EUGENE SCOTT, CNN POLITICS REPORTER: I think it's very important, especially since Kushner during the election went on the record and said that he pretty much paid very close attention to micro-targeting using social media to get messages to voters that he was hoping would vote for Donald Trump, and I think the FBI and intelligence agencies want to know to what degree were your data analytics getting negative messages about Clinton to these people and positive ones about Trump and what role, intentionally and unintentionally, did Russia perhaps play into all of this.

And I think he's going to have to explain those in details that perhaps he wasn't. But what I'm most interested in is Donald Trump was repeatedly warned not to put Michael Flynn in the position that he did. And supposedly, Jared Kushner was one of the main people, he and Ivanka, who wanted Flynn there.

ROMANS: And we know the White House just yesterday was saying, there was some reporting on our air, that they're actually organizing like a war room for the Russia issue, you know, like a Situation Room for the Russia probe. That just shows you how seriously they're taking it.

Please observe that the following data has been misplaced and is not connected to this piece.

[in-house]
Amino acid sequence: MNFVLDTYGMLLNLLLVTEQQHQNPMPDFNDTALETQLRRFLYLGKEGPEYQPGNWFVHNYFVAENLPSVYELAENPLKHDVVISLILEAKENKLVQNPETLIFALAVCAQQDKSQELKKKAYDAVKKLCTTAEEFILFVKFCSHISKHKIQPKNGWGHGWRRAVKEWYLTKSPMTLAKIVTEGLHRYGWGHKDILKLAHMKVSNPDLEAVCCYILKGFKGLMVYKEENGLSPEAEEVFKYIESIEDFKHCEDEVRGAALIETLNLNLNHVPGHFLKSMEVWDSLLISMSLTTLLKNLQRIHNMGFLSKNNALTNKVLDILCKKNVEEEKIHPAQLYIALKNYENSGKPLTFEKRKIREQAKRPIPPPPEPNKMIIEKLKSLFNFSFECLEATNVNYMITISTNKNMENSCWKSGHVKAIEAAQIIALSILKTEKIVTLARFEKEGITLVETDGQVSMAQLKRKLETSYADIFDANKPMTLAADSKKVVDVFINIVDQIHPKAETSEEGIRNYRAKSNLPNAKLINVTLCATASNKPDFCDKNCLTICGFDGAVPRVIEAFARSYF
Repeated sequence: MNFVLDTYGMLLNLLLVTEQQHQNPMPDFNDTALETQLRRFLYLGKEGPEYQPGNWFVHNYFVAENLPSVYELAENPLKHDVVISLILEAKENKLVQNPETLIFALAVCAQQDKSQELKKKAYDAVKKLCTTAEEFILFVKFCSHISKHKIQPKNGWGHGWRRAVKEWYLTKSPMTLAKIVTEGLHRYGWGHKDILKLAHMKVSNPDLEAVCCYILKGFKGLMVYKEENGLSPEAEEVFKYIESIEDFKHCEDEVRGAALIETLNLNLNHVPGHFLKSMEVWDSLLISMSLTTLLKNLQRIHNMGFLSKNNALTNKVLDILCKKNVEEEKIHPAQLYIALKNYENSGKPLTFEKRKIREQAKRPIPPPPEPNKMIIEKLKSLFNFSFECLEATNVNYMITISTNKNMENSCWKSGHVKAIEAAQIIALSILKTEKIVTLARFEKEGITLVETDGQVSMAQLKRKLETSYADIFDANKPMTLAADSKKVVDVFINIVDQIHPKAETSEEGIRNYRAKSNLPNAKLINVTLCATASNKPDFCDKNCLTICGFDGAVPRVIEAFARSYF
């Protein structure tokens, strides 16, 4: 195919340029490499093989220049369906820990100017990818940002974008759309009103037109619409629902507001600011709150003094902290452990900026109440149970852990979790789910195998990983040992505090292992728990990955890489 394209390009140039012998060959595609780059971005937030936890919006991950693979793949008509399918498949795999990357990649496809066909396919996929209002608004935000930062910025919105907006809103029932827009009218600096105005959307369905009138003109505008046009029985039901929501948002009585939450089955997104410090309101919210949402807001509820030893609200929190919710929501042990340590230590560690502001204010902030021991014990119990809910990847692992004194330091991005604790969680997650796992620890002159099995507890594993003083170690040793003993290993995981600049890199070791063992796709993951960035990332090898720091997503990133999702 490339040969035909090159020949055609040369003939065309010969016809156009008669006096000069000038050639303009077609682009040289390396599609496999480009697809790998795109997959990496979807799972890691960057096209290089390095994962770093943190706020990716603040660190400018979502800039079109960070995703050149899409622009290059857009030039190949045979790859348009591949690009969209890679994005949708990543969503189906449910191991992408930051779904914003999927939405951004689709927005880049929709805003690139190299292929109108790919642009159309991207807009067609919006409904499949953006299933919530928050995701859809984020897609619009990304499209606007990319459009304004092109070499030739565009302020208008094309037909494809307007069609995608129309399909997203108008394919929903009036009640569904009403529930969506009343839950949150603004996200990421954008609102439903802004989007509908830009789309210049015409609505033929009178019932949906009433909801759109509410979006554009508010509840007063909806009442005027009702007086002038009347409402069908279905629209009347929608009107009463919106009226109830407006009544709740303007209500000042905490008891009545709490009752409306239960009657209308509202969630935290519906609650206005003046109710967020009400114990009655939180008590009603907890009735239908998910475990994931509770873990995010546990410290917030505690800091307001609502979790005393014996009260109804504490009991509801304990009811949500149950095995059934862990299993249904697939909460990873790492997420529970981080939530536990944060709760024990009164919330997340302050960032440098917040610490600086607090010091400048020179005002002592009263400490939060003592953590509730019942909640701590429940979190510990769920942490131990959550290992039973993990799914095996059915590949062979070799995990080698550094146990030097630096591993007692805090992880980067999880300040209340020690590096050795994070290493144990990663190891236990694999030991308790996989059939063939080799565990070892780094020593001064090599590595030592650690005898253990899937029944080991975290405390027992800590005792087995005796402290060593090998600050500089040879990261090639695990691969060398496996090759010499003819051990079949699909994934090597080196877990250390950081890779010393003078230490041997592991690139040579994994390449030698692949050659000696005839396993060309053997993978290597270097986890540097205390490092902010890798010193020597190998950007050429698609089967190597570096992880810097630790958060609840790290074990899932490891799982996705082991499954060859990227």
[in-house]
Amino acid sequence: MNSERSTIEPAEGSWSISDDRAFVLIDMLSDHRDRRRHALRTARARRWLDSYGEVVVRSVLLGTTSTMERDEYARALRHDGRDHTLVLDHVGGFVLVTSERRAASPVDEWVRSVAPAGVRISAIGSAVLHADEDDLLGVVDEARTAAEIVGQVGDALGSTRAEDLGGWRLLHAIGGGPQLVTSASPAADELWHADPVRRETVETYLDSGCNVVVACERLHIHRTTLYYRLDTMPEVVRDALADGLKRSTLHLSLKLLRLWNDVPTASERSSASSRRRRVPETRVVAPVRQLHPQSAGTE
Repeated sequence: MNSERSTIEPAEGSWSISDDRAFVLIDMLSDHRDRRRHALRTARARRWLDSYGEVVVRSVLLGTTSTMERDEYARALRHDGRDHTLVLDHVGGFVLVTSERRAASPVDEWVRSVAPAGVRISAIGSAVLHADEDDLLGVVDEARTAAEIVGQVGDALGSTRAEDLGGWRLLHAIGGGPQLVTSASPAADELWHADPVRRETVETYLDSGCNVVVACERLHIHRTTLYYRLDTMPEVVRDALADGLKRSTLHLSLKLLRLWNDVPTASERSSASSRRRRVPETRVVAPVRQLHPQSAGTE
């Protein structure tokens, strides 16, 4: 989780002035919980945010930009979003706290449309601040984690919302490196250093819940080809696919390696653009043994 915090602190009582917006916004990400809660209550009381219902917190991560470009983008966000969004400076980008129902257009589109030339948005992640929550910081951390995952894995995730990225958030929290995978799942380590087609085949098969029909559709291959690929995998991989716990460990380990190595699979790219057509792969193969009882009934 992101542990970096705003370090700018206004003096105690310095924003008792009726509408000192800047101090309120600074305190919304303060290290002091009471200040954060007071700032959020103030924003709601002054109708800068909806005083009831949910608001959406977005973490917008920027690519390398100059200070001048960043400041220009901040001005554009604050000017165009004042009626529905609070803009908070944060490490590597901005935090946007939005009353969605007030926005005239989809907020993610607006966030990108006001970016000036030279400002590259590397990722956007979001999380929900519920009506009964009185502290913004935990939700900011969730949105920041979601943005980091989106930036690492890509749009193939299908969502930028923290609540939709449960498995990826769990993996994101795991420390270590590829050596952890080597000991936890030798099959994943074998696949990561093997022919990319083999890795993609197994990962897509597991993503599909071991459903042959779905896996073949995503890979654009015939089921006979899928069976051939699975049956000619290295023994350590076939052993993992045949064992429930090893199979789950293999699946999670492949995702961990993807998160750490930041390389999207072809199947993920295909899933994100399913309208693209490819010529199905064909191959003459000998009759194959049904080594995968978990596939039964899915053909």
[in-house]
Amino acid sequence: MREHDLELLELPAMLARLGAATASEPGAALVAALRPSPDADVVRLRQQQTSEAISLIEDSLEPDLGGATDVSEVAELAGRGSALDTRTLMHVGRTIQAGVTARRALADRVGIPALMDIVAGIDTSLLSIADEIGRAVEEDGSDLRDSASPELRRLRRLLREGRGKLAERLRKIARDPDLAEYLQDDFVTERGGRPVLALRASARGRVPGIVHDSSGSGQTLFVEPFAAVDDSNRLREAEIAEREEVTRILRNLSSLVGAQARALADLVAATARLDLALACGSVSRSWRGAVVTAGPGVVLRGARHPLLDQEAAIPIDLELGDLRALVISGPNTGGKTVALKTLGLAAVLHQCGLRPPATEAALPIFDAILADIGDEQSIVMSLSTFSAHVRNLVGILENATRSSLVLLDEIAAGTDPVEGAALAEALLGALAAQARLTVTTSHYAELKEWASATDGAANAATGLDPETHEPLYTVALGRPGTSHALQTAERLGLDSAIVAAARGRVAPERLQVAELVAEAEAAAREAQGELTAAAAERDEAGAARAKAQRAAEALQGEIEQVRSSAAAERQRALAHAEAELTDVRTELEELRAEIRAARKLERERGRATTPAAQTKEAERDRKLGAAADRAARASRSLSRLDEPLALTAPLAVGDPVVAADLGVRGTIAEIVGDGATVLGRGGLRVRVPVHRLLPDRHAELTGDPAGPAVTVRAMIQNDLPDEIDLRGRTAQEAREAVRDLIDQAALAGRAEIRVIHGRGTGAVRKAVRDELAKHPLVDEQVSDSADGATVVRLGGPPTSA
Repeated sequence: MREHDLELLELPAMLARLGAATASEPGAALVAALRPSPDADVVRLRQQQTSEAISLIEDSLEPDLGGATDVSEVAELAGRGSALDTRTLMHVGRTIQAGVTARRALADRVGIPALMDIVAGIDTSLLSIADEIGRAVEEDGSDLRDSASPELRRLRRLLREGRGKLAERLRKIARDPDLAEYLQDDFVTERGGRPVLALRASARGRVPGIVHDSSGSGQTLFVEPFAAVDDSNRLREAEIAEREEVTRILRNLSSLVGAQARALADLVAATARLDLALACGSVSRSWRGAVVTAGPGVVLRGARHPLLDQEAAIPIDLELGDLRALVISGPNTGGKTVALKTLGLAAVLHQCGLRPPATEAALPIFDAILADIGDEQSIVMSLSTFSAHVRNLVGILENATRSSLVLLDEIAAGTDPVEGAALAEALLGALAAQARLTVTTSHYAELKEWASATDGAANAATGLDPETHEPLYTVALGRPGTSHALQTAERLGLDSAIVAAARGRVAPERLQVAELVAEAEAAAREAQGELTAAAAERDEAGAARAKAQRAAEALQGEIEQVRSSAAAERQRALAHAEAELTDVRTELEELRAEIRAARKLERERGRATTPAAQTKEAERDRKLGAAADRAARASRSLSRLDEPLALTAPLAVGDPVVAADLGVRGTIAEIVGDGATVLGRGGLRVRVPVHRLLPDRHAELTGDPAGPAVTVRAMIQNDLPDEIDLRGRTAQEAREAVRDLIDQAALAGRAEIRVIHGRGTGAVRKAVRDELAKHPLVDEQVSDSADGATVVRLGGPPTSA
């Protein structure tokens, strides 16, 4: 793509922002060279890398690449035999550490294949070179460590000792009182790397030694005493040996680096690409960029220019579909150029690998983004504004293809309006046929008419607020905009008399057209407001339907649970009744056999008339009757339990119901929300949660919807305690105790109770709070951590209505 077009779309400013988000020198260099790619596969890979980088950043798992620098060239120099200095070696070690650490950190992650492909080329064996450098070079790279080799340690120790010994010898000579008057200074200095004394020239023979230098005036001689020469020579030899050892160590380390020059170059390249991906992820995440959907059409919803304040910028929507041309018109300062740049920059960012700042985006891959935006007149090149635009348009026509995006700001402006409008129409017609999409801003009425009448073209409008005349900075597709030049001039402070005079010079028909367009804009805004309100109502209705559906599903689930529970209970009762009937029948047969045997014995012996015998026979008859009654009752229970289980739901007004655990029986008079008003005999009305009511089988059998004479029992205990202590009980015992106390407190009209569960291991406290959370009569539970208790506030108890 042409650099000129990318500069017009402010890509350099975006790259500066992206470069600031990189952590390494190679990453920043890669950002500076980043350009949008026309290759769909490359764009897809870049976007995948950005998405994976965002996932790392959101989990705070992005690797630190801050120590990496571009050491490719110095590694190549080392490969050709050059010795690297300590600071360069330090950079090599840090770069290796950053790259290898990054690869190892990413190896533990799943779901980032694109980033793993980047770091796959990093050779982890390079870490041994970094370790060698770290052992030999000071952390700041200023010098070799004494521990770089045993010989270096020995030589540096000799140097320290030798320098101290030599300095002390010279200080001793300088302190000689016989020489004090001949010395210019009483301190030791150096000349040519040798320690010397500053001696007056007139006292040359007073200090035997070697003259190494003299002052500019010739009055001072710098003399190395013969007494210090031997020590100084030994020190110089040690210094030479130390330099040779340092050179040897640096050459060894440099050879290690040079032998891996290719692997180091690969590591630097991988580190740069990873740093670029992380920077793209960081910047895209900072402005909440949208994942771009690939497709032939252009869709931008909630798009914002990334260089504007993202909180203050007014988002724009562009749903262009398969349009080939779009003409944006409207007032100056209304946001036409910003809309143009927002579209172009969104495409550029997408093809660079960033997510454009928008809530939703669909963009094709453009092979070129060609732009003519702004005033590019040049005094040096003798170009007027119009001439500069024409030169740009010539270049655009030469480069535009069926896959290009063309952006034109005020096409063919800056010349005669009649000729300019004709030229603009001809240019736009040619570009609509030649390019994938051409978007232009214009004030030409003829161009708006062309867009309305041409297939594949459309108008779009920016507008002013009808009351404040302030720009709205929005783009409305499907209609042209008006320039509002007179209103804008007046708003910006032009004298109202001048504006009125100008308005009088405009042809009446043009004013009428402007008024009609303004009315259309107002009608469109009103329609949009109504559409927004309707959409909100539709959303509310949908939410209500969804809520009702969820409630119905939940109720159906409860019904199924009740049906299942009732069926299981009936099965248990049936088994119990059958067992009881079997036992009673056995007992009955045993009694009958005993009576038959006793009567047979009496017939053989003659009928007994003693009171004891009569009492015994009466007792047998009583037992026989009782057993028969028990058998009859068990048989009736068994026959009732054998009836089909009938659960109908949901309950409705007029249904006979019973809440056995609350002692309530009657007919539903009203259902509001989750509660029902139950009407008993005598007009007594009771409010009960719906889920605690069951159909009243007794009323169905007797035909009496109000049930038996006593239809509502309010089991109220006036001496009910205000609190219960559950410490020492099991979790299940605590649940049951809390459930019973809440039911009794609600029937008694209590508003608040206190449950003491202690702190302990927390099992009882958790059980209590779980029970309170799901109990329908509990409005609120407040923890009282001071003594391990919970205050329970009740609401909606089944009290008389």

SCOTT: Yes. I'm kind of surprised it hasn't existed before now.


BRIGGS: Yes, rapid responses. You wonder, though, if the shift now is towards the financial relationships that Jared Kushner and president Trump have with Russia. But let's move on to what happened last night in Montana, this special election. Gianforte wins, despite the alleged assault committed to Ben Jacobs, "The Guardian" reporter.

Two things that came out of this election -- one, it was okay to assault a member of the media, and two, Greg Gianforte got through an election without taking a stance on the House health care bill. He's going to be a member of the House.

What is your big takeaway from those two strange developments in Montana?

SCOTT: Well, if Gianforte does not give an answer on this health care bill, he should expect way more difficult questions at town halls coming up for the people who voted on him who were voting on him with the hope that he would not remove their health care based on how we've seen other lawmakers have to respond to their voters.